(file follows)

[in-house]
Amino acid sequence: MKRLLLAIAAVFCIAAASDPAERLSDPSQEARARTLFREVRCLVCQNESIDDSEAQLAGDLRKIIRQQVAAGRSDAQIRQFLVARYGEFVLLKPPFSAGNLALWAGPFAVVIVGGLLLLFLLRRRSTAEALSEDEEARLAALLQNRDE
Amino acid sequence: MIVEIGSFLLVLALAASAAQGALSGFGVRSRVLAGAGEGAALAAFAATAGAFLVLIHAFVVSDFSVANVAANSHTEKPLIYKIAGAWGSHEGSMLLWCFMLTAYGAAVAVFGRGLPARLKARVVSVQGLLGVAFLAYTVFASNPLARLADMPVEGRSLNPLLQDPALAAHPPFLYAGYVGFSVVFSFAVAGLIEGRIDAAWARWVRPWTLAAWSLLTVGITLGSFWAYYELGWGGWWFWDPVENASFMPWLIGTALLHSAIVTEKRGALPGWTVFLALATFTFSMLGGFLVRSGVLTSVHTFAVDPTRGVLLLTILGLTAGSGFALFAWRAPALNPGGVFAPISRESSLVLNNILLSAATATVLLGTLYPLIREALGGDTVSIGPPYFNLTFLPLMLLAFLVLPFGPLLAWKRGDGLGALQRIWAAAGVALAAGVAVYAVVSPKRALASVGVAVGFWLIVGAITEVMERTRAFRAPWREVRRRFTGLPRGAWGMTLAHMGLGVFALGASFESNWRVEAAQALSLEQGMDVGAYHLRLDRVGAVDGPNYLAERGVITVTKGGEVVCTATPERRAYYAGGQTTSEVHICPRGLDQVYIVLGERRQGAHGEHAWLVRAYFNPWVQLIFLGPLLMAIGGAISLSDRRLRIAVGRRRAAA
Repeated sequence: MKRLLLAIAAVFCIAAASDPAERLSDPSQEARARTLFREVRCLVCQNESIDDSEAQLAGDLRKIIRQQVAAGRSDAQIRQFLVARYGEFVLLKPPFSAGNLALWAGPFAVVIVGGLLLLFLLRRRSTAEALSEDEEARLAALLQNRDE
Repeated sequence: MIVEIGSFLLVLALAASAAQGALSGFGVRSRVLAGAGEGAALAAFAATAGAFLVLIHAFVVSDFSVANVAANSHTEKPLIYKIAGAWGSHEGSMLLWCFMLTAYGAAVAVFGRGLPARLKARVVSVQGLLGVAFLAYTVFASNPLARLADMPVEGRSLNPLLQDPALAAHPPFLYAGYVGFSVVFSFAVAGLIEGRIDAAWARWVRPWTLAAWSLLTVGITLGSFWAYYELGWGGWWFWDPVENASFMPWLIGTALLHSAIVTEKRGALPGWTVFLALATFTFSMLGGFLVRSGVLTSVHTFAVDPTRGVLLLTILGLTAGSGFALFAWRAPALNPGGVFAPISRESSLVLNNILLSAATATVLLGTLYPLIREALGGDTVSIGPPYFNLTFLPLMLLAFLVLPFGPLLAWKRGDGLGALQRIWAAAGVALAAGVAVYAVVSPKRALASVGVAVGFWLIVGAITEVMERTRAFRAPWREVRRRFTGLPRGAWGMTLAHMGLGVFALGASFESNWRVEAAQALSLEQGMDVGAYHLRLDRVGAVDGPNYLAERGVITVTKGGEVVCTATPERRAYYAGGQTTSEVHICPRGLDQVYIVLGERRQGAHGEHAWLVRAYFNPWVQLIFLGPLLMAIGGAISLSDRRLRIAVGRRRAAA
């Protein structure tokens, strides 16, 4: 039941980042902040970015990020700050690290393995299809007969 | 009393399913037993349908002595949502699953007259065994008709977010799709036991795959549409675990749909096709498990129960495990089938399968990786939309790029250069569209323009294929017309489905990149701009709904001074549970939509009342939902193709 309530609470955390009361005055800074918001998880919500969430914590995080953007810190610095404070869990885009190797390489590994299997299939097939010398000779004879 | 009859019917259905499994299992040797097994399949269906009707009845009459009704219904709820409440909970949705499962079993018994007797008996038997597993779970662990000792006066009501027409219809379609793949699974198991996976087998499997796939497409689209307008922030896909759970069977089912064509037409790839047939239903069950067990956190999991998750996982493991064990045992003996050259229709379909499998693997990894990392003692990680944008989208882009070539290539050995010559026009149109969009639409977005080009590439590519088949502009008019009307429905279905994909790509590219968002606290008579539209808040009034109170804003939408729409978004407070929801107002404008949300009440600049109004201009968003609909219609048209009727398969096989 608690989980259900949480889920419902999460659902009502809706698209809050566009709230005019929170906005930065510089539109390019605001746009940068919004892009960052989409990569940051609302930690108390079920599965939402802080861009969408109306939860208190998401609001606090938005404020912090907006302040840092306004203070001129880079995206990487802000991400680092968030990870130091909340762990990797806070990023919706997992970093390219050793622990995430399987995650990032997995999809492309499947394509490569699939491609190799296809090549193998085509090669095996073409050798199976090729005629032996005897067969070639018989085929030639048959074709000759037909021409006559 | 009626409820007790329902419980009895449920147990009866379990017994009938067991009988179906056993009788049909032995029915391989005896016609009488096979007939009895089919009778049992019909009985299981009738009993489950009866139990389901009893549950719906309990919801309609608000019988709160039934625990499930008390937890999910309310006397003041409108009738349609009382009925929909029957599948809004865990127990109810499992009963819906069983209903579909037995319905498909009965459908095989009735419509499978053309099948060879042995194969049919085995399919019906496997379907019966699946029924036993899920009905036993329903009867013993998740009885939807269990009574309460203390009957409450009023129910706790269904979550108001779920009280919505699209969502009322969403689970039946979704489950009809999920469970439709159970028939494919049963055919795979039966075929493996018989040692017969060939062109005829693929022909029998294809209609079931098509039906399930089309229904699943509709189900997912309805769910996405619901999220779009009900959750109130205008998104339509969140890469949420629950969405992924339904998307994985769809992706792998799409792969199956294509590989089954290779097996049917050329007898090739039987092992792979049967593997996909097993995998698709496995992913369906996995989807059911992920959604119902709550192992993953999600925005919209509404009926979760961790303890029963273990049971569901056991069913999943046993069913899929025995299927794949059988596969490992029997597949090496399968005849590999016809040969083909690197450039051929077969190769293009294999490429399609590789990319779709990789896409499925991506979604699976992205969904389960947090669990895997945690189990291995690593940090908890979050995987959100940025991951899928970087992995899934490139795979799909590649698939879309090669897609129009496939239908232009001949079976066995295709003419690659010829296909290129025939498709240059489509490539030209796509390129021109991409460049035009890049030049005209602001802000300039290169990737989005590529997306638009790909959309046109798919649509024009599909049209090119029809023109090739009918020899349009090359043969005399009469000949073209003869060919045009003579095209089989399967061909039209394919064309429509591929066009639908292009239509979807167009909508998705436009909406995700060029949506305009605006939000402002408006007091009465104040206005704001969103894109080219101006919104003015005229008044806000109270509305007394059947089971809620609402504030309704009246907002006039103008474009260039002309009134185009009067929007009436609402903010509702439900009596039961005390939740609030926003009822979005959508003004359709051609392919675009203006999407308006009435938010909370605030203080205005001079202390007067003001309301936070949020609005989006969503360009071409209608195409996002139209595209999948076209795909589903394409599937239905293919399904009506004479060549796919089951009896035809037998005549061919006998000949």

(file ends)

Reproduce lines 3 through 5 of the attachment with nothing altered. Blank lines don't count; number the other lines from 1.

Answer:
Amino acid sequence: MIVEIGSFLLVLALAASAAQGALSGFGVRSRVLAGAGEGAALAAFAATAGAFLVLIHAFVVSDFSVANVAANSHTEKPLIYKIAGAWGSHEGSMLLWCFMLTAYGAAVAVFGRGLPARLKARVVSVQGLLGVAFLAYTVFASNPLARLADMPVEGRSLNPLLQDPALAAHPPFLYAGYVGFSVVFSFAVAGLIEGRIDAAWARWVRPWTLAAWSLLTVGITLGSFWAYYELGWGGWWFWDPVENASFMPWLIGTALLHSAIVTEKRGALPGWTVFLALATFTFSMLGGFLVRSGVLTSVHTFAVDPTRGVLLLTILGLTAGSGFALFAWRAPALNPGGVFAPISRESSLVLNNILLSAATATVLLGTLYPLIREALGGDTVSIGPPYFNLTFLPLMLLAFLVLPFGPLLAWKRGDGLGALQRIWAAAGVALAAGVAVYAVVSPKRALASVGVAVGFWLIVGAITEVMERTRAFRAPWREVRRRFTGLPRGAWGMTLAHMGLGVFALGASFESNWRVEAAQALSLEQGMDVGAYHLRLDRVGAVDGPNYLAERGVITVTKGGEVVCTATPERRAYYAGGQTTSEVHICPRGLDQVYIVLGERRQGAHGEHAWLVRAYFNPWVQLIFLGPLLMAIGGAISLSDRRLRIAVGRRRAAA
Repeated sequence: MKRLLLAIAAVFCIAAASDPAERLSDPSQEARARTLFREVRCLVCQNESIDDSEAQLAGDLRKIIRQQVAAGRSDAQIRQFLVARYGEFVLLKPPFSAGNLALWAGPFAVVIVGGLLLLFLLRRRSTAEALSEDEEARLAALLQNRDE
Repeated sequence: MIVEIGSFLLVLALAASAAQGALSGFGVRSRVLAGAGEGAALAAFAATAGAFLVLIHAFVVSDFSVANVAANSHTEKPLIYKIAGAWGSHEGSMLLWCFMLTAYGAAVAVFGRGLPARLKARVVSVQGLLGVAFLAYTVFASNPLARLADMPVEGRSLNPLLQDPALAAHPPFLYAGYVGFSVVFSFAVAGLIEGRIDAAWARWVRPWTLAAWSLLTVGITLGSFWAYYELGWGGWWFWDPVENASFMPWLIGTALLHSAIVTEKRGALPGWTVFLALATFTFSMLGGFLVRSGVLTSVHTFAVDPTRGVLLLTILGLTAGSGFALFAWRAPALNPGGVFAPISRESSLVLNNILLSAATATVLLGTLYPLIREALGGDTVSIGPPYFNLTFLPLMLLAFLVLPFGPLLAWKRGDGLGALQRIWAAAGVALAAGVAVYAVVSPKRALASVGVAVGFWLIVGAITEVMERTRAFRAPWREVRRRFTGLPRGAWGMTLAHMGLGVFALGASFESNWRVEAAQALSLEQGMDVGAYHLRLDRVGAVDGPNYLAERGVITVTKGGEVVCTATPERRAYYAGGQTTSEVHICPRGLDQVYIVLGERRQGAHGEHAWLVRAYFNPWVQLIFLGPLLMAIGGAISLSDRRLRIAVGRRRAAA